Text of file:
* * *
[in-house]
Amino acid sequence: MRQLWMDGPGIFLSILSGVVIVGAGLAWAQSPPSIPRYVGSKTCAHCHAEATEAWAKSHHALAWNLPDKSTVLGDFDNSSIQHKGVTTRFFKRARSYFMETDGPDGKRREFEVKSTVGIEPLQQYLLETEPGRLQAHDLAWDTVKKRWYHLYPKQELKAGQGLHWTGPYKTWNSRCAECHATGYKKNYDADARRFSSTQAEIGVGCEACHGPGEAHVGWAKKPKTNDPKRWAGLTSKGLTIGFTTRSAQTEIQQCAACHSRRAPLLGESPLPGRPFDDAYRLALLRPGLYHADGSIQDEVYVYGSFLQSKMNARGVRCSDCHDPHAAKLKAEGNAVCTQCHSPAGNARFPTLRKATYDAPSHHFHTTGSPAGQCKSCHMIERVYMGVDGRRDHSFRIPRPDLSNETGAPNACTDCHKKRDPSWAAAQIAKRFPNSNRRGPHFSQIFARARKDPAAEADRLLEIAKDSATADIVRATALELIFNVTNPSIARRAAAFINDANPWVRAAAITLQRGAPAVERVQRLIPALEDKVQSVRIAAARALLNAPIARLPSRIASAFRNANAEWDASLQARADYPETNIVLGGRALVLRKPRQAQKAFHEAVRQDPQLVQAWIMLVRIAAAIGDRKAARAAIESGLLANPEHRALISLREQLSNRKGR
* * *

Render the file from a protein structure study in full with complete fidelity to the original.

[in-house]
Amino acid sequence: MRQLWMDGPGIFLSILSGVVIVGAGLAWAQSPPSIPRYVGSKTCAHCHAEATEAWAKSHHALAWNLPDKSTVLGDFDNSSIQHKGVTTRFFKRARSYFMETDGPDGKRREFEVKSTVGIEPLQQYLLETEPGRLQAHDLAWDTVKKRWYHLYPKQELKAGQGLHWTGPYKTWNSRCAECHATGYKKNYDADARRFSSTQAEIGVGCEACHGPGEAHVGWAKKPKTNDPKRWAGLTSKGLTIGFTTRSAQTEIQQCAACHSRRAPLLGESPLPGRPFDDAYRLALLRPGLYHADGSIQDEVYVYGSFLQSKMNARGVRCSDCHDPHAAKLKAEGNAVCTQCHSPAGNARFPTLRKATYDAPSHHFHTTGSPAGQCKSCHMIERVYMGVDGRRDHSFRIPRPDLSNETGAPNACTDCHKKRDPSWAAAQIAKRFPNSNRRGPHFSQIFARARKDPAAEADRLLEIAKDSATADIVRATALELIFNVTNPSIARRAAAFINDANPWVRAAAITLQRGAPAVERVQRLIPALEDKVQSVRIAAARALLNAPIARLPSRIASAFRNANAEWDASLQARADYPETNIVLGGRALVLRKPRQAQKAFHEAVRQDPQLVQAWIMLVRIAAAIGDRKAARAAIESGLLANPEHRALISLREQLSNRKGR